Prince Augustus Frederick, Duke of Sussex’s Two Illegal Marriages

Prince Augustus Frederick, Duke of Sussex wearing the robes of a Knight Companion of the Order of the Thistle – Wikipedia

Prince Augustus Frederick was the sixth son and ninth child of King George III and Queen Charlotte. He was born at Buckingham House on 27 January 1773. He was initially tutored at home. However, in 1785, along with his brothers, Ernest, Duke of Cumberland, and Adolphus, Duke of Cambridge, he studied at Göttingen University in Germany.

Because of what was known, at the time, as “convulsive asthma,” he did not pursue an army or navy career. Reportedly, he briefly considered becoming a cleric in the Church of England. In 1805, during the Napoleonic War, he served at home in Britain as Lieutenant-Colonel Commandant of the “Loyal North Britons” Volunteers regiment.

Augustus supposedly had a great passion for music and literature, especially the classics, so he spent some time in Europe pursuing his studies. It is said that he had a library of some 50,000 volumes, including some 5,000 copies of the Bible. While studying in Rome, he met his first wife, Lady Augusta. Augusta was the second daughter of John Murray, 4th Earl of Dunmore and Lady Charlotte Stewart. She was 5 years older than Augustus. People claim she was very “plain” of countenance and had the tendency to be as “bossy” as her mother.

Without his father’s permission, Augustus secretly married Lady Augusta in Rome on 4 April 1793 in an Anglican ceremony conducted by the Reverend Gunn. The King’s minister of Hanover affairs, Ernst zu Münster, was sent to Italy to escort Augustus back to London. [Henderson, T.F. (2004). “Augustus Frederick, Prince, Duke of Sussex (1773–1843)”. Oxford Dictionary of National Biography. rev. John Van der Kiste. Oxford University Press.]

The couple married again without revealing their full identities at St George’s, Hanover Square, Westminster, on 5 December 1793. Both marriages took place without the consent, or even the knowledge, of his father, meaning they were in contravention of the Royal Marriages Act of 1772.

Angered by his son’s ignoring his wishes, George III had the marriage declared null and void by the Court of Arches on 3 August 1794. However, Prince Augustus Frederick continued to live with Lady Augusta until 1801, when he received a parliamentary grant of £12,000 and the couple separated. Lady Augusta retained custody of their children and received maintenance of £4,000 a year. Their two children were named Sir Augustus Frederick d’Este (1794-1848) and Augusta Emma d’Este (1801-1855), both parents being descended from the royal House of Este. In 1806, their mother, Lady Augusta, was given royal licence to use the surname “de Ameland” instead of Murray. [The London Gazette. 18 October 1806. p. 1364] She was then styled as “Countess” She died at Ramsgate in 1830.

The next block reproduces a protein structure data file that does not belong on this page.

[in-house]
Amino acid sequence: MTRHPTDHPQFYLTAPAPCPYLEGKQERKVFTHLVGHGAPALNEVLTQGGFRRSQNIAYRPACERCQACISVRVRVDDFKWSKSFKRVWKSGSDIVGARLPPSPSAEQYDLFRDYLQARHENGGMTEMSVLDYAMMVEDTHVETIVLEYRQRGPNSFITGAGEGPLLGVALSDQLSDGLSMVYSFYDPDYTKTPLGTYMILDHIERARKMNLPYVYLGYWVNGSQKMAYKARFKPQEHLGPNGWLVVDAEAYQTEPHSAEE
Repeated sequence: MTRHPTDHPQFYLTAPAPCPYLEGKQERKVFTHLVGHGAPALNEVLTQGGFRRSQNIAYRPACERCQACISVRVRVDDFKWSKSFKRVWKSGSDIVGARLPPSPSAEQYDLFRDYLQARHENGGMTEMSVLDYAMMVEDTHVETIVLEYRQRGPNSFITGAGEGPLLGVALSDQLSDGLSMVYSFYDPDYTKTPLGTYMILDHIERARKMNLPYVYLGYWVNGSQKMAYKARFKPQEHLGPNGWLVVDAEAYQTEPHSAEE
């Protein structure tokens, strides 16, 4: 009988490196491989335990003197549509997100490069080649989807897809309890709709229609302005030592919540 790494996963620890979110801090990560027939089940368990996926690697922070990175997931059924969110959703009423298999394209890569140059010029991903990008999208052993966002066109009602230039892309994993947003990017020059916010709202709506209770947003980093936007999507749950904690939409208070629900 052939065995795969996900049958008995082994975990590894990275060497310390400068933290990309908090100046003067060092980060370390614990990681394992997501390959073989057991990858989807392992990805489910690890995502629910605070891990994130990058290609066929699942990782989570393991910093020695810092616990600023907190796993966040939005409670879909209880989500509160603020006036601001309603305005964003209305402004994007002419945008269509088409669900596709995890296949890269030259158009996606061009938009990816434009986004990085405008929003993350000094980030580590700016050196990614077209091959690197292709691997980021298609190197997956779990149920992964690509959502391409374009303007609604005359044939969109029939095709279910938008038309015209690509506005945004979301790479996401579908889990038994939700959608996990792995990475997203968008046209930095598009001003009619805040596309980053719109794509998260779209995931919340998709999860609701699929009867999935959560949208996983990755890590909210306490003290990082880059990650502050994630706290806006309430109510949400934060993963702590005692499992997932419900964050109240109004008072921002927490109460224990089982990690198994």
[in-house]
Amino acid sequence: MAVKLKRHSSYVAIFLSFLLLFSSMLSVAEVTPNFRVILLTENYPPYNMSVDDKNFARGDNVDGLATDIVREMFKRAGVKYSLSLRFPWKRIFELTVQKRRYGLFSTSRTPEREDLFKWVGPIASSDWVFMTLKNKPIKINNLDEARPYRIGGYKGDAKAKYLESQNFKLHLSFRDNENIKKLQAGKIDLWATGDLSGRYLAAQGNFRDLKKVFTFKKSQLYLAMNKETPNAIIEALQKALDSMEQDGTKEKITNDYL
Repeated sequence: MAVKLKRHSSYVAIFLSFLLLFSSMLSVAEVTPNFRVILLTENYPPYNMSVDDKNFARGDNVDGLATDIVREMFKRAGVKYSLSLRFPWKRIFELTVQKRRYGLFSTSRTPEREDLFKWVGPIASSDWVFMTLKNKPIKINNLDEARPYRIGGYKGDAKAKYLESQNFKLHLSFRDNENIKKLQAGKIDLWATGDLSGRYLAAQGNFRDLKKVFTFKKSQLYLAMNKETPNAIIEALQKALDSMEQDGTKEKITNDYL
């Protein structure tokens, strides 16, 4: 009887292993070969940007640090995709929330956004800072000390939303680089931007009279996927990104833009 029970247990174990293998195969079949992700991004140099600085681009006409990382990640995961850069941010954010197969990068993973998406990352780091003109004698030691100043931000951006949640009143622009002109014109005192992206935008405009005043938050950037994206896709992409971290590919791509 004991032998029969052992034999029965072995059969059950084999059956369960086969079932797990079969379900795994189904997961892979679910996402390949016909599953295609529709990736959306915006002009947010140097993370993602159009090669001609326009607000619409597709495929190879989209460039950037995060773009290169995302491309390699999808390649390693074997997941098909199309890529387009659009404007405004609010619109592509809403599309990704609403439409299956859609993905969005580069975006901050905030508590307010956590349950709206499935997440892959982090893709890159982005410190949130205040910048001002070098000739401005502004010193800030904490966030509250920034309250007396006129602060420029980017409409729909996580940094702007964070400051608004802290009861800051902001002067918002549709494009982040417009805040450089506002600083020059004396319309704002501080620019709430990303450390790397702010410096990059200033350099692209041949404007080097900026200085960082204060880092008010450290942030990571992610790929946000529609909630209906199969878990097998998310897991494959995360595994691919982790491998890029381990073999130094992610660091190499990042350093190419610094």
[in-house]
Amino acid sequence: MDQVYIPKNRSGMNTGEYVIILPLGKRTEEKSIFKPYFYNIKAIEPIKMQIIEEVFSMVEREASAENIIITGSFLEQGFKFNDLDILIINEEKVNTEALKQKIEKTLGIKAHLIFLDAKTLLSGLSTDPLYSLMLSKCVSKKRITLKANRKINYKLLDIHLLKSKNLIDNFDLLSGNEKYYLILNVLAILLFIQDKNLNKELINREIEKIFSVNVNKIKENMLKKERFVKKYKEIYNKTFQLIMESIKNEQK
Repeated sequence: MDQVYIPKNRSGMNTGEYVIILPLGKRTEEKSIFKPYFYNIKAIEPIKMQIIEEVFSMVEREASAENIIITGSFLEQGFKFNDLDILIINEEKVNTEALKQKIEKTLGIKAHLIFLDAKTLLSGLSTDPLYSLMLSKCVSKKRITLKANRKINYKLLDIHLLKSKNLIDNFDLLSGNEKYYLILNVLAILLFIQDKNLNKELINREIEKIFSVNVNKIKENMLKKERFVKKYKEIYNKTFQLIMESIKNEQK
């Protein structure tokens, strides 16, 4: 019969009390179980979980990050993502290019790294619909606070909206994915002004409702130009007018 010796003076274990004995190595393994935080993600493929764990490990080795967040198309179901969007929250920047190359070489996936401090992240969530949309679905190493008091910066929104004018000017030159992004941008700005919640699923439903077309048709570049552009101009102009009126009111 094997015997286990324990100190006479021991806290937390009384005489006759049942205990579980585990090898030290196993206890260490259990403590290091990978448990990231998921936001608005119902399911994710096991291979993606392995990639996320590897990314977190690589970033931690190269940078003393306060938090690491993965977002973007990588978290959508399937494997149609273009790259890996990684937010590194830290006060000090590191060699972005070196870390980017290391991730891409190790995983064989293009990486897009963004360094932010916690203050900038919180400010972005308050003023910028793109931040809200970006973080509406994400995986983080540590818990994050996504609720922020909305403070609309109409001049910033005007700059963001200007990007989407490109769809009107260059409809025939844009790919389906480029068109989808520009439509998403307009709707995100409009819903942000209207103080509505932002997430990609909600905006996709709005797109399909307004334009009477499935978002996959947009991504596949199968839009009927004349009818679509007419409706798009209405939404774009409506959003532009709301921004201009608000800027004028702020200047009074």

Sir Augustus Frederick d’Este became Deputy Ranger of St. James’s and Hyde Park. He made an unsuccessful attempt to claim the dukedom (Duke of Sussex) upon his father’s death. Meanwhile, his sister, Augusta Emma d’Este, married Thomas Wilde, 1st Baron Truro. Truro became Lord High Chancellor from 1850-1852. Neither of the Prince’s children produced children of their own.

A year after the death of Lady Augusta D’Ameland (Lady Augusta Murray), the Duke of Sussex married a second time on 2 May 1831. This marriage occurred again in contravention of the Royal Marriages Act. He married Lady Cecilia Letitia Buggin (1793–1873), the eldest daughter of Arthur Gore, 2nd Earl of Arran, and Elizabeth Underwood. She was the widow of Sir George Buggin. She was 12 years Augustus’s junior. They had no children from the marriage. On the same day, Lady Cecilia assumed the surname Underwood by Royal Licence. She was never titled or recognized as the Duchess of Sussex. However, she was created Duchess of Inverness in her own right by Queen Victoria in 1840.

Lady Cecilia was popular in society, and Prince Augustus was known as a great patron of the arts and of science. At Queen Victoria’s wedding to Prince Albert in 1840, Augustus gave her away at the wedding ceremony.

Augustus died of erysipelas on 21 April 1843. He was buried at Kensal Green Cemetery, a little north of Paddington. As Lady Cecilia could not be buried with him in the royal vault, Augustus chose Kensal Green instead. Lady Cecilia died at Kensington Palace on 1 August 1873.


About Regina Jeffers

Regina Jeffers is the award-winning author of Austenesque, Regency and historical romantic suspense.
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3 Responses to Prince Augustus Frederick, Duke of Sussex’s Two Illegal Marriages

  1. Greetings. Excellent post! I think that you may like this – not Prince Augustus Frederick, but Prince Frederick Augustus (1763-1827).

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